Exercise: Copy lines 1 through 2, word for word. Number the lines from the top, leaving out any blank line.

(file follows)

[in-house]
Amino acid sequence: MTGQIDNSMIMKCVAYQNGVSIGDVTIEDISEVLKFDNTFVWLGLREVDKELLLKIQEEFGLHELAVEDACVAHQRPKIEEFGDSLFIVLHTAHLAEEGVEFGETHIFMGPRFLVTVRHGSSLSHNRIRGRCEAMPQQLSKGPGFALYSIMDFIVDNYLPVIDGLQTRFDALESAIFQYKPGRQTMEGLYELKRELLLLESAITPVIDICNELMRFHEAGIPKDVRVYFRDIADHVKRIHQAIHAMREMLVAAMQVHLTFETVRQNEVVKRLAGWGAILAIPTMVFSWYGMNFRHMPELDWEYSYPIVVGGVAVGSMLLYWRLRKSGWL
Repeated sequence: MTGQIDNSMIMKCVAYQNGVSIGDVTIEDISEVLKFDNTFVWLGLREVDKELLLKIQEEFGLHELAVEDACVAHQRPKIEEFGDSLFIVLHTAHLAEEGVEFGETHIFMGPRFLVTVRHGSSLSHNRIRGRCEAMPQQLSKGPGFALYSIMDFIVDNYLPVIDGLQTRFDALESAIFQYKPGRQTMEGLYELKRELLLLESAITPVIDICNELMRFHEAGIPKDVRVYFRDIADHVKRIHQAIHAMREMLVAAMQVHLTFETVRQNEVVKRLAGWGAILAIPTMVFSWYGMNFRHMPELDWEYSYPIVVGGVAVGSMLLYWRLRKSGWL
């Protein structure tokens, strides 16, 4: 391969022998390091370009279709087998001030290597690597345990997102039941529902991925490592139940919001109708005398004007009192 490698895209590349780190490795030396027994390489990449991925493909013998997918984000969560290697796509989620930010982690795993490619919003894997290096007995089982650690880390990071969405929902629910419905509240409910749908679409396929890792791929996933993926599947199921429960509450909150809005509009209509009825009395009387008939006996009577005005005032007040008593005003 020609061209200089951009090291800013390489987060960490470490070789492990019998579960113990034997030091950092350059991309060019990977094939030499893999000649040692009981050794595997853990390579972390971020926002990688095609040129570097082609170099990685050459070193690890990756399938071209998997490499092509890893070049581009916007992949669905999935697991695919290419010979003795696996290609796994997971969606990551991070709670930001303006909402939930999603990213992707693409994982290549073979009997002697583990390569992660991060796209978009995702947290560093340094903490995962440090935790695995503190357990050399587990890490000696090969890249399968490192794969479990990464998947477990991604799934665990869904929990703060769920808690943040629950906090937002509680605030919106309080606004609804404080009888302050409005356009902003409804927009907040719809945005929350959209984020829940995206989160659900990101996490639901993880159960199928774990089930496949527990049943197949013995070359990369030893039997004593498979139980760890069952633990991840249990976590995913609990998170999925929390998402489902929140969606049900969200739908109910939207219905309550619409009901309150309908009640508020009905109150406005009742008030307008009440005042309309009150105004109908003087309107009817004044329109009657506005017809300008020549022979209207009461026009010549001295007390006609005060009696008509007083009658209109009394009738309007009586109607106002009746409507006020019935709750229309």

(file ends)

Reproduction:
[in-house]
Amino acid sequence: MTGQIDNSMIMKCVAYQNGVSIGDVTIEDISEVLKFDNTFVWLGLREVDKELLLKIQEEFGLHELAVEDACVAHQRPKIEEFGDSLFIVLHTAHLAEEGVEFGETHIFMGPRFLVTVRHGSSLSHNRIRGRCEAMPQQLSKGPGFALYSIMDFIVDNYLPVIDGLQTRFDALESAIFQYKPGRQTMEGLYELKRELLLLESAITPVIDICNELMRFHEAGIPKDVRVYFRDIADHVKRIHQAIHAMREMLVAAMQVHLTFETVRQNEVVKRLAGWGAILAIPTMVFSWYGMNFRHMPELDWEYSYPIVVGGVAVGSMLLYWRLRKSGWL